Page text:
• E-learning case studies from the University of Reading
  • Educause – Site with useful resources on using tools in education
  • OpenLearn - Free repository of Open Educational Resources
  • Commoncraft - engaging short videos explaing different technologies like blogs, wikis, twitter, etc.


9.30 – 9.45    Introduction to the day

9.45 – 10.00  Overview of the resource stalls

Each stall owner/facilitator will give a brief overview of what they can offer, teams will then have the chance to make use of these stalls during the design challenge

10.00 – 10.45  Brainstorm

Reaching a common understanding. Initial brainstorm and discussion:
•    Objective of the course
•    Learning outcomes
•    Support that may be needed by the team.
Allocation of  roles: You can divide this up in anyway you want but you will need to appoint a course team chair who will be tasked with providing overall leadership for the design. Other roles you might consider could include one or more individuals tasked with exploring what tools to use or exploring potential resources to include. Others may want to work up ideas for particular activities the students will do. You may also decide it is useful to have someone having an overview of how the different components of the course fit together, how it links to the learning outcomes and assessment.]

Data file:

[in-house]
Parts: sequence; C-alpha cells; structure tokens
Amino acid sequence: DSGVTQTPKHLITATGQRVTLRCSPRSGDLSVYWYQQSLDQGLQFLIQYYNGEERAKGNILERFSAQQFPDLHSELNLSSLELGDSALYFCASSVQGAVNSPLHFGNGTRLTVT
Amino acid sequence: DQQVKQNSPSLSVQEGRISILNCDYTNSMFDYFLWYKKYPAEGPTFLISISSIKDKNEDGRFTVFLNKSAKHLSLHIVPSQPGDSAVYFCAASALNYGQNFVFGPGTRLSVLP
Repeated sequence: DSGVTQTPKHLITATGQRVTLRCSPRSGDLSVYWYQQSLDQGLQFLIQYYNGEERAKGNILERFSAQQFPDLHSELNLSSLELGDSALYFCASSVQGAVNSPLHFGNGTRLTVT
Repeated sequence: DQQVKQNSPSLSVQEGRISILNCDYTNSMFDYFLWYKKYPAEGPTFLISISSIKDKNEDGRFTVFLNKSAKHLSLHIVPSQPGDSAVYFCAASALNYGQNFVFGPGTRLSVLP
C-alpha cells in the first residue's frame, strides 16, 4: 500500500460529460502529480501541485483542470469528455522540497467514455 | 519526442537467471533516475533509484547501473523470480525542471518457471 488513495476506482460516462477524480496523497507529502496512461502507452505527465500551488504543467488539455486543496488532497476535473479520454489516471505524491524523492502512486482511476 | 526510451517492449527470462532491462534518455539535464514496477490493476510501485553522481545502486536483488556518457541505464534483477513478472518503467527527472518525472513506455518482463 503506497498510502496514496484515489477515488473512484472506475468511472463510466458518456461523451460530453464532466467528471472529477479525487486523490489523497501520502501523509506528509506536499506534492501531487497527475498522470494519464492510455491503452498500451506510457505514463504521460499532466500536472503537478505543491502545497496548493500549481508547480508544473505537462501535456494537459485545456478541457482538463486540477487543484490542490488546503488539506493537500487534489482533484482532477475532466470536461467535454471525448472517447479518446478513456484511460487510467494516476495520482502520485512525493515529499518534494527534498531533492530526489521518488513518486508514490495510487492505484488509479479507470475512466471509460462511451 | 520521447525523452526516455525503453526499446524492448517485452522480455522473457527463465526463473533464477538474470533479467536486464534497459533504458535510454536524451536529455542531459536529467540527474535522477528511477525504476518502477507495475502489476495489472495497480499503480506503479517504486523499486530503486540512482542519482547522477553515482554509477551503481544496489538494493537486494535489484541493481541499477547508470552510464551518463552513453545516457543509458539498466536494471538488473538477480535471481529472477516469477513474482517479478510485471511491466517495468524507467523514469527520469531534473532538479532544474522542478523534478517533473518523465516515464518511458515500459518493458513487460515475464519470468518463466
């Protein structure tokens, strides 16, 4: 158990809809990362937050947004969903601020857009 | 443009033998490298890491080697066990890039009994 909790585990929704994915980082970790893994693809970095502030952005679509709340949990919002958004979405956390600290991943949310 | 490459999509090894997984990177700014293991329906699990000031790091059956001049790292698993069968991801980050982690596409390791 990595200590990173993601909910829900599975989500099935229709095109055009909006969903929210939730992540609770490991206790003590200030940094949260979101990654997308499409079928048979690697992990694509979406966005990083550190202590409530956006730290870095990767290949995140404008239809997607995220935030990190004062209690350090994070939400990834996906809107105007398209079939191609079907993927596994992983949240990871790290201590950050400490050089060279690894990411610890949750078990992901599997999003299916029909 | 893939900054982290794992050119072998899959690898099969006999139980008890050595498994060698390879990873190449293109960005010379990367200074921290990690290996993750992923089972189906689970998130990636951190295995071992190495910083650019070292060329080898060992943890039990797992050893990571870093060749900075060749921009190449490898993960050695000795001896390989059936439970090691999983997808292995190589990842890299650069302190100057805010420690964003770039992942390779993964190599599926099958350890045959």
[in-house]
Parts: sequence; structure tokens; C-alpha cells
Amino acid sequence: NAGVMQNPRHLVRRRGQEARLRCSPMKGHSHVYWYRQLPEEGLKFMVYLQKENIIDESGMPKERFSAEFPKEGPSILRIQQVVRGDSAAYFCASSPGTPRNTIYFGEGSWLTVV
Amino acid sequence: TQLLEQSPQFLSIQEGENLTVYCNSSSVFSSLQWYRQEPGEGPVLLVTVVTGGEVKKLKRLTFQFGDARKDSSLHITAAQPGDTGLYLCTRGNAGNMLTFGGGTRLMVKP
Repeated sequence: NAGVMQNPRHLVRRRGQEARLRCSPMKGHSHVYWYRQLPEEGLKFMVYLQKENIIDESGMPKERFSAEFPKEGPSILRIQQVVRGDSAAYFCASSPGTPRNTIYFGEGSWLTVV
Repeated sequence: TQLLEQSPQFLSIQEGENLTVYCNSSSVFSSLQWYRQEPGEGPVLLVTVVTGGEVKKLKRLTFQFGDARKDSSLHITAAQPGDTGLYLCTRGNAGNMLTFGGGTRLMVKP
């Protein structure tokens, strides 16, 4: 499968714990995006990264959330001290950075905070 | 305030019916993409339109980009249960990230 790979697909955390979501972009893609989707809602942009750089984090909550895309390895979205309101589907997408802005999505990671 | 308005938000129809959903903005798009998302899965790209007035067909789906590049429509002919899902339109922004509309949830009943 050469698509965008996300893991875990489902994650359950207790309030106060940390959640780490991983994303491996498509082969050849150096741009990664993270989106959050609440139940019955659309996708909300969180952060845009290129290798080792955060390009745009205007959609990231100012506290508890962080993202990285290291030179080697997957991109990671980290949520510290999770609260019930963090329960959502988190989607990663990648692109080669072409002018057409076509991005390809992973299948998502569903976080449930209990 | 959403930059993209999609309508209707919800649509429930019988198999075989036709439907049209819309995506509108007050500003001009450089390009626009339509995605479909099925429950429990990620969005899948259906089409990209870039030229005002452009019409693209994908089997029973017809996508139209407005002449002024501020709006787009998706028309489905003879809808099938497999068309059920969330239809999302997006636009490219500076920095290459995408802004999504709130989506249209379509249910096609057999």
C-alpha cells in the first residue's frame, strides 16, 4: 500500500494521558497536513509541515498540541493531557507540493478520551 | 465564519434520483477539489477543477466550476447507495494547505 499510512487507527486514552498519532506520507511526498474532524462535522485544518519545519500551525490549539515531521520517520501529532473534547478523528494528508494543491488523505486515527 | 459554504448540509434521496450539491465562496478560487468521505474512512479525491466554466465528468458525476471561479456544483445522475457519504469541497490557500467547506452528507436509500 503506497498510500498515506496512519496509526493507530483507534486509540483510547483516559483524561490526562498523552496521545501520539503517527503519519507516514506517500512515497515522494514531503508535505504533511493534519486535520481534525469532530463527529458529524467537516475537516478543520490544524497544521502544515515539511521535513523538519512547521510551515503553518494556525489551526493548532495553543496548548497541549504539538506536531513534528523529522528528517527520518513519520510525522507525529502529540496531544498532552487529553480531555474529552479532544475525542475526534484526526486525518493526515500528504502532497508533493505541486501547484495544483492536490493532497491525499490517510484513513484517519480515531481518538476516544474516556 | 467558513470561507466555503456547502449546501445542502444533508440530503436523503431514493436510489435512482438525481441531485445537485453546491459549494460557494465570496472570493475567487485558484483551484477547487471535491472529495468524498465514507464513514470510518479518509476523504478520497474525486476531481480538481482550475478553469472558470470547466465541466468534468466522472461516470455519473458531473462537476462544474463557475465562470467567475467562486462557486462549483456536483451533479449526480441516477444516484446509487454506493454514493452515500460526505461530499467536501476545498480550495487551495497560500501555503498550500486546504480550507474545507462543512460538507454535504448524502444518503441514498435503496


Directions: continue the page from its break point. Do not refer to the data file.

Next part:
10.45 – 12.15    Course design phase 1
Planning, getting the help you need to develop the course:
•    How to arrive at a coherent design
•    How web 2.0 can facilitate the learning interactions you want
•    What experience already exists that might apply to your context
•    How best to assess achievement of the learning outcomes
•    What support students will need
•    Prototyping your design

12.15 – 12.30    Plenary feedback
Touching base and feedback to teams

12:30 – 13:15    Lunch

13:15 – 15.00    Course design phase 2
Implementation of the design:
•    Putting it all together
•    Checking the design makes sense
•    Mapping the design, the mix of tools, tasks, resources etc.
•    Translating a unit of learning onto the VLE

15:00 – 15:30    Preparing a display for your course
Each team will be allocated display space. You can represent your course ideas in any way you want.

15:30 – 16.00    Reflection
Teams will have a chance to look at the approaches followed by other teams.

16.00 – 16.30   Evaluation and next steps

Outcomes of the evaluation, overall reflections on the day, feedback on the designs and steps forward